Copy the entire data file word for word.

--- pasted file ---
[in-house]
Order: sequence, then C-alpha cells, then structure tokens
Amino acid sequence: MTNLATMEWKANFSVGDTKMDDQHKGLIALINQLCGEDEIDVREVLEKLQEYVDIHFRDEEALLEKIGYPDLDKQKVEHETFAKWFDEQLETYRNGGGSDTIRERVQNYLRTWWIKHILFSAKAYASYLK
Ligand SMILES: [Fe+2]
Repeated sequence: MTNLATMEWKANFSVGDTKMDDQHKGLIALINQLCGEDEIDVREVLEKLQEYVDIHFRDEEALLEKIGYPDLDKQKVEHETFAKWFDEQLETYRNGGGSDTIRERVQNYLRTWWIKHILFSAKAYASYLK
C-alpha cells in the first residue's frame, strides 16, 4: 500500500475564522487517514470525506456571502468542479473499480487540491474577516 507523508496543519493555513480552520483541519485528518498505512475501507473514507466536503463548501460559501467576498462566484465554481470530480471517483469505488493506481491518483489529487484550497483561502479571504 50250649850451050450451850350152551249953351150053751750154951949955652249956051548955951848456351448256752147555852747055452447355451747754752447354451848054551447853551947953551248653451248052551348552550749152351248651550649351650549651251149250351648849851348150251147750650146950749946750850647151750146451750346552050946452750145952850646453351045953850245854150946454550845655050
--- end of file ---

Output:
[in-house]
Order: sequence, then C-alpha cells, then structure tokens
Amino acid sequence: MTNLATMEWKANFSVGDTKMDDQHKGLIALINQLCGEDEIDVREVLEKLQEYVDIHFRDEEALLEKIGYPDLDKQKVEHETFAKWFDEQLETYRNGGGSDTIRERVQNYLRTWWIKHILFSAKAYASYLK
Ligand SMILES: [Fe+2]
Repeated sequence: MTNLATMEWKANFSVGDTKMDDQHKGLIALINQLCGEDEIDVREVLEKLQEYVDIHFRDEEALLEKIGYPDLDKQKVEHETFAKWFDEQLETYRNGGGSDTIRERVQNYLRTWWIKHILFSAKAYASYLK
C-alpha cells in the first residue's frame, strides 16, 4: 500500500475564522487517514470525506456571502468542479473499480487540491474577516 507523508496543519493555513480552520483541519485528518498505512475501507473514507466536503463548501460559501467576498462566484465554481470530480471517483469505488493506481491518483489529487484550497483561502479571504 50250649850451050450451850350152551249953351150053751750154951949955652249956051548955951848456351448256752147555852747055452447355451747754752447354451848054551447853551947953551248653451248052551348552550749152351248651550649351650549651251149250351648849851348150251147750650146950749946750850647151750146451750346552050946452750145952850646453351045953850245854150946454550845655050